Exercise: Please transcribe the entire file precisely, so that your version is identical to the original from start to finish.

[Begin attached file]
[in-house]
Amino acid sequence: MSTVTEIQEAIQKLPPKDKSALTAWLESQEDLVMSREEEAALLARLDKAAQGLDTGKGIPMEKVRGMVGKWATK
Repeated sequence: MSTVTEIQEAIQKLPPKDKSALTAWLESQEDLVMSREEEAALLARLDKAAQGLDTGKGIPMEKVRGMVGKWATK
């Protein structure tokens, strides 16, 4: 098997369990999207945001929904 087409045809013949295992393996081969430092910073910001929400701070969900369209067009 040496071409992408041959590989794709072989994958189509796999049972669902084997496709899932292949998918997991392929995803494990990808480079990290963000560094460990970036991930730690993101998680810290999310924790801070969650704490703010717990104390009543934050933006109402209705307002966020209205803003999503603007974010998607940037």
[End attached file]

[in-house]
Amino acid sequence: MSTVTEIQEAIQKLPPKDKSALTAWLESQEDLVMSREEEAALLARLDKAAQGLDTGKGIPMEKVRGMVGKWATK
Repeated sequence: MSTVTEIQEAIQKLPPKDKSALTAWLESQEDLVMSREEEAALLARLDKAAQGLDTGKGIPMEKVRGMVGKWATK
């Protein structure tokens, strides 16, 4: 098997369990999207945001929904 087409045809013949295992393996081969430092910073910001929400701070969900369209067009 040496071409992408041959590989794709072989994958189509796999049972669902084997496709899932292949998918997991392929995803494990990808480079990290963000560094460990970036991930730690993101998680810290999310924790801070969650704490703010717990104390009543934050933006109402209705307002966020209205803003999503603007974010998607940037």